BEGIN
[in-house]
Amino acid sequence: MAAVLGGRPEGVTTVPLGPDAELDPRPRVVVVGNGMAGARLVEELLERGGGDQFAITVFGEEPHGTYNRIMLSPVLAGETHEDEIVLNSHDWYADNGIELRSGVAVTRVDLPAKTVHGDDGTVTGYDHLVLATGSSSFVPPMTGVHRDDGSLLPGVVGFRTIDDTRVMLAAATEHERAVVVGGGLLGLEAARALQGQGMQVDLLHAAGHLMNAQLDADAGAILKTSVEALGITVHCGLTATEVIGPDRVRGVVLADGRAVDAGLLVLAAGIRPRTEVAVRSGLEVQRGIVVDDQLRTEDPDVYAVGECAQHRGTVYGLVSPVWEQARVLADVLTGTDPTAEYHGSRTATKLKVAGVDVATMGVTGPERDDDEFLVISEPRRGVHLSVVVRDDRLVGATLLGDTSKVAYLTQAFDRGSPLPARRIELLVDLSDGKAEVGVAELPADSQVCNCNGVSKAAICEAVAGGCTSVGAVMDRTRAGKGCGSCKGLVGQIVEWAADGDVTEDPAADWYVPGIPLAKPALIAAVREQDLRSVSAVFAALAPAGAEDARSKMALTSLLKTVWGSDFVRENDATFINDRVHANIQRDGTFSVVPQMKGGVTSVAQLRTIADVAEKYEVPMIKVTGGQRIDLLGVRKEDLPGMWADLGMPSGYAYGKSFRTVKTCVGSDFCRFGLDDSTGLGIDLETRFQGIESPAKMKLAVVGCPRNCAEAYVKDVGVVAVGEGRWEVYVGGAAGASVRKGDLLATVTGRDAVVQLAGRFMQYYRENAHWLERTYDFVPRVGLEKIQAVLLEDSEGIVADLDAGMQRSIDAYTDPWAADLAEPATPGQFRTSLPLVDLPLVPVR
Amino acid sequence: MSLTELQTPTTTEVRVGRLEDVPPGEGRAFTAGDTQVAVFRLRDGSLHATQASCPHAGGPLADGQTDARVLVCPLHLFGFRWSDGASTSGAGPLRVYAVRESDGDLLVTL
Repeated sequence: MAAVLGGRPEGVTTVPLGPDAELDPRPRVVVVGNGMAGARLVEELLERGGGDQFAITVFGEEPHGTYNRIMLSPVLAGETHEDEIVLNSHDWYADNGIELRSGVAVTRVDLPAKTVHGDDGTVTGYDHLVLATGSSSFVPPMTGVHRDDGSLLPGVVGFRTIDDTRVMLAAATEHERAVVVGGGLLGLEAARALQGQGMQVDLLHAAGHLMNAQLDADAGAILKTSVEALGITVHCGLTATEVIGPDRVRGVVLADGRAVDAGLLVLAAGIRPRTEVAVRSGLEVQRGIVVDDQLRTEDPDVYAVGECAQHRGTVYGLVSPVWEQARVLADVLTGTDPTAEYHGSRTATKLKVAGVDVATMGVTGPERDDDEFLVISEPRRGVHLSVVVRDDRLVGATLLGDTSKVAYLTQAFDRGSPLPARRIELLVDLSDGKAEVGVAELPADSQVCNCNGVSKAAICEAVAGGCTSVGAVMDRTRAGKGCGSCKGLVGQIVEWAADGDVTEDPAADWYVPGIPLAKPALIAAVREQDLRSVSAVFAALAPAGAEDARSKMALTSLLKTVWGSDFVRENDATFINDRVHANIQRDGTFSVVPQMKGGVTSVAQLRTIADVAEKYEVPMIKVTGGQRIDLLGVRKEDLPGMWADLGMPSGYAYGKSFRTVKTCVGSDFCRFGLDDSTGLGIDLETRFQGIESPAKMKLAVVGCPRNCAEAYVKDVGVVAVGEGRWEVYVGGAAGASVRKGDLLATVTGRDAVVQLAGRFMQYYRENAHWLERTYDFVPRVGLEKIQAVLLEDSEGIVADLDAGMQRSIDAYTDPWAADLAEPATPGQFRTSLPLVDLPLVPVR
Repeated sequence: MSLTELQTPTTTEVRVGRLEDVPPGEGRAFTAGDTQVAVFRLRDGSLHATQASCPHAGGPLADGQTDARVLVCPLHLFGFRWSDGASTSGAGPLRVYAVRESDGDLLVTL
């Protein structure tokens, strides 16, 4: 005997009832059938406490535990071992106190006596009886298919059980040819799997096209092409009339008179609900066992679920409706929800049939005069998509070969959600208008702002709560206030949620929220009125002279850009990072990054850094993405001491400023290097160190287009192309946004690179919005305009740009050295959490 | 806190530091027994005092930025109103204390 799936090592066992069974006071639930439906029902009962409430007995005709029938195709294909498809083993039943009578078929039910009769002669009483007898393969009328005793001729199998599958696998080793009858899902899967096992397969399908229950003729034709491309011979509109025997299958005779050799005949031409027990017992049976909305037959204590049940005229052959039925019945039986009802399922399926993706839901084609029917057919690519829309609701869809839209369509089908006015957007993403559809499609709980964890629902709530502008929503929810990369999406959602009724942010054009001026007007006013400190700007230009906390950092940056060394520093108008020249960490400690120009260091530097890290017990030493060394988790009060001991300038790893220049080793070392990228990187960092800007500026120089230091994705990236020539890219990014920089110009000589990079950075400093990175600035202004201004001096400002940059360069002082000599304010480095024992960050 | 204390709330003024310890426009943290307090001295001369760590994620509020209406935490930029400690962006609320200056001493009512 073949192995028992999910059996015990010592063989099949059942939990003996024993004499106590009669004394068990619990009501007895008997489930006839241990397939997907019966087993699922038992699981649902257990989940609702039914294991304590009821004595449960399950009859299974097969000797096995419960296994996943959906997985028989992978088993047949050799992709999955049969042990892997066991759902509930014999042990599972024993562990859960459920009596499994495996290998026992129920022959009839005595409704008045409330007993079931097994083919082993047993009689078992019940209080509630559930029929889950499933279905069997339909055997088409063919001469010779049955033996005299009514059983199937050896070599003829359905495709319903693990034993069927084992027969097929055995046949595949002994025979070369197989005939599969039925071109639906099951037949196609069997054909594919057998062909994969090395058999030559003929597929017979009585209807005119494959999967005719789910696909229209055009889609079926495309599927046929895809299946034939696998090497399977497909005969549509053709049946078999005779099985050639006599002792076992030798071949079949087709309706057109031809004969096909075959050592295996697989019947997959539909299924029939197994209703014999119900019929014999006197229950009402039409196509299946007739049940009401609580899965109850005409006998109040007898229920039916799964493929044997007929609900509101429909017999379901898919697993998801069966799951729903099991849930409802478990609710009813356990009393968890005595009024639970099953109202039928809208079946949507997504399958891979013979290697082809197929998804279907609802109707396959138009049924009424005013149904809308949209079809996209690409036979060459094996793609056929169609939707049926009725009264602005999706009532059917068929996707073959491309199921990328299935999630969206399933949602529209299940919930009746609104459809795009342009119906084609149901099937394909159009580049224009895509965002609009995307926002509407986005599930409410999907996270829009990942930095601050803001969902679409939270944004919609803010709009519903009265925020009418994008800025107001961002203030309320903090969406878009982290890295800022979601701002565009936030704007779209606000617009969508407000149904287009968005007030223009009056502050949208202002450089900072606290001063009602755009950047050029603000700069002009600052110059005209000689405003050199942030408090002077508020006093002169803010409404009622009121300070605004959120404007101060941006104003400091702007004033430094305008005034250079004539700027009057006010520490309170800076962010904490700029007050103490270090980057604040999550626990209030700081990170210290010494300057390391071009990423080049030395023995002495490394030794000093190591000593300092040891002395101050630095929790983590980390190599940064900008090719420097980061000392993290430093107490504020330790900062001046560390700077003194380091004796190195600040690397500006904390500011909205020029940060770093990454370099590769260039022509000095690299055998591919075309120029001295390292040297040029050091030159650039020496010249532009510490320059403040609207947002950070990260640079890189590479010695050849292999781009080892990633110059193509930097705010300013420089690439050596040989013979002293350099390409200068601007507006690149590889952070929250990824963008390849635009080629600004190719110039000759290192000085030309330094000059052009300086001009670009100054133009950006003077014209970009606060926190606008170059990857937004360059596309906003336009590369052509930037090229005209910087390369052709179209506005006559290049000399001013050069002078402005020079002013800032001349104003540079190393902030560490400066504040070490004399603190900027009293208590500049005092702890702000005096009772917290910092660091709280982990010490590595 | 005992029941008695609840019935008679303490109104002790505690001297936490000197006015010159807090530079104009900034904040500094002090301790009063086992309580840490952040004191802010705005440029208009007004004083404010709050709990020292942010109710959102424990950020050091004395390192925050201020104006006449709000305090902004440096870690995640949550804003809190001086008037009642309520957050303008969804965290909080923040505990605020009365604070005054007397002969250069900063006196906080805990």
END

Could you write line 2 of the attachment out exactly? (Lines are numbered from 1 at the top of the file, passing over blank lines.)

Amino acid sequence: MAAVLGGRPEGVTTVPLGPDAELDPRPRVVVVGNGMAGARLVEELLERGGGDQFAITVFGEEPHGTYNRIMLSPVLAGETHEDEIVLNSHDWYADNGIELRSGVAVTRVDLPAKTVHGDDGTVTGYDHLVLATGSSSFVPPMTGVHRDDGSLLPGVVGFRTIDDTRVMLAAATEHERAVVVGGGLLGLEAARALQGQGMQVDLLHAAGHLMNAQLDADAGAILKTSVEALGITVHCGLTATEVIGPDRVRGVVLADGRAVDAGLLVLAAGIRPRTEVAVRSGLEVQRGIVVDDQLRTEDPDVYAVGECAQHRGTVYGLVSPVWEQARVLADVLTGTDPTAEYHGSRTATKLKVAGVDVATMGVTGPERDDDEFLVISEPRRGVHLSVVVRDDRLVGATLLGDTSKVAYLTQAFDRGSPLPARRIELLVDLSDGKAEVGVAELPADSQVCNCNGVSKAAICEAVAGGCTSVGAVMDRTRAGKGCGSCKGLVGQIVEWAADGDVTEDPAADWYVPGIPLAKPALIAAVREQDLRSVSAVFAALAPAGAEDARSKMALTSLLKTVWGSDFVRENDATFINDRVHANIQRDGTFSVVPQMKGGVTSVAQLRTIADVAEKYEVPMIKVTGGQRIDLLGVRKEDLPGMWADLGMPSGYAYGKSFRTVKTCVGSDFCRFGLDDSTGLGIDLETRFQGIESPAKMKLAVVGCPRNCAEAYVKDVGVVAVGEGRWEVYVGGAAGASVRKGDLLATVTGRDAVVQLAGRFMQYYRENAHWLERTYDFVPRVGLEKIQAVLLEDSEGIVADLDAGMQRSIDAYTDPWAADLAEPATPGQFRTSLPLVDLPLVPVR